Issue Date: July 2, 2012
Prions Partner With DNA
Prion proteins, famous for causing transmissible spongiform encephalopathies such as mad cow and Creutzfeldt-Jakob diseases, have long posed a mystery to scientists. In their infectious, misfolded form, they seem to replicate and spread disease without the participation of genetic material (see page 24). Scientists think that when infectious prions encounter typical prions, they convert them to infectious forms that continue spreading. The misfolded prions then start clumping together into aggregates, killing nerve cells. Now researchers have for the first time identified prion interactions with DNA that lead to prion aggregation and cell toxicity (Biochemistry, DOI: 10.1021/bi300440e). Yraima Cordeiro and Jerson L. Silva of the Federal University of Rio de Janeiro and their colleagues had previously found that nucleotides can bind to prions. When the group mixed normal mouse prions with two short, double-stranded DNA sequences that they call D44 and D67, the resulting prion-DNA complexes aggregated into clumps. The uncomplexed prions did not aggregate. The longer sequence, with 21 base pairs, caused larger aggregates. Both types of prion-DNA aggregates killed neuroblastoma cells, the researchers found.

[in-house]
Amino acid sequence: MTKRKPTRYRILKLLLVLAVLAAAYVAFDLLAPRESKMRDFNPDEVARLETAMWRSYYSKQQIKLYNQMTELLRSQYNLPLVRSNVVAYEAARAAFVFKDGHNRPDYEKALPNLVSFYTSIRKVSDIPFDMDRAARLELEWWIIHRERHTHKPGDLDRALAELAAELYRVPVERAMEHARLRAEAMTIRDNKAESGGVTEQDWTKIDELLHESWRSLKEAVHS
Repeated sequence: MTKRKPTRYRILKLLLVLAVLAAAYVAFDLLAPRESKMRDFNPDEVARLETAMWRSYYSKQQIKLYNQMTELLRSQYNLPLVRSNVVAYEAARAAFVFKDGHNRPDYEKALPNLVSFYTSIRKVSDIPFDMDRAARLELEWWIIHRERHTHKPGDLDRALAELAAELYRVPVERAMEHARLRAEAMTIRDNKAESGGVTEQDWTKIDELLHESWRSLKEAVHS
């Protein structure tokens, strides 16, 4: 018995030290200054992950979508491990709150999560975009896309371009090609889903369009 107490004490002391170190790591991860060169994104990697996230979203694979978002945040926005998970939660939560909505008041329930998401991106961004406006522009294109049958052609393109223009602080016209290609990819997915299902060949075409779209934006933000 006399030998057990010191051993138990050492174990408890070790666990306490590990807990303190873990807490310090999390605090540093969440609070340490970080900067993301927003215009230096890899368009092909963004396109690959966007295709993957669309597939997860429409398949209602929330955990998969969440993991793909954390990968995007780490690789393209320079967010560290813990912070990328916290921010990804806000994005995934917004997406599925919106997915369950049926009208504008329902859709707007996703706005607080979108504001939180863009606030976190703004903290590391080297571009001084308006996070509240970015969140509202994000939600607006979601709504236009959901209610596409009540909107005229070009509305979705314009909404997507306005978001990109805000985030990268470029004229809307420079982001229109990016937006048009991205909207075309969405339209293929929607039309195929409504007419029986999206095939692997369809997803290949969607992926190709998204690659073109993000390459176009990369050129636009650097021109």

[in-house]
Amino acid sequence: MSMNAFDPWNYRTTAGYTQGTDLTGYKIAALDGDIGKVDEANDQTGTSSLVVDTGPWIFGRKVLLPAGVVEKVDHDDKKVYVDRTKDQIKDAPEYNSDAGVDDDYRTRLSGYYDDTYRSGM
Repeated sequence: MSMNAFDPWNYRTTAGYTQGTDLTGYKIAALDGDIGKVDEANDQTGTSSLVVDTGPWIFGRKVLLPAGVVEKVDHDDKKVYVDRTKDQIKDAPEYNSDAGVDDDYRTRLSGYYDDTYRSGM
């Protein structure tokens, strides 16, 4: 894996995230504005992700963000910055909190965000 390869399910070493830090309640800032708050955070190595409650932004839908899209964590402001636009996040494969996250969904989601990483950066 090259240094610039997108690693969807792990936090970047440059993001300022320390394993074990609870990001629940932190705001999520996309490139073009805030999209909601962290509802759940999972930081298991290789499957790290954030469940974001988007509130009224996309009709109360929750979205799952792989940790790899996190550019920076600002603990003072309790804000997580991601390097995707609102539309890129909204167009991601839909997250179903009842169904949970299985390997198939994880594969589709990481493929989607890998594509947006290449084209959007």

- Chemical & Engineering News
- ISSN 0009-2347
- Copyright © American Chemical Society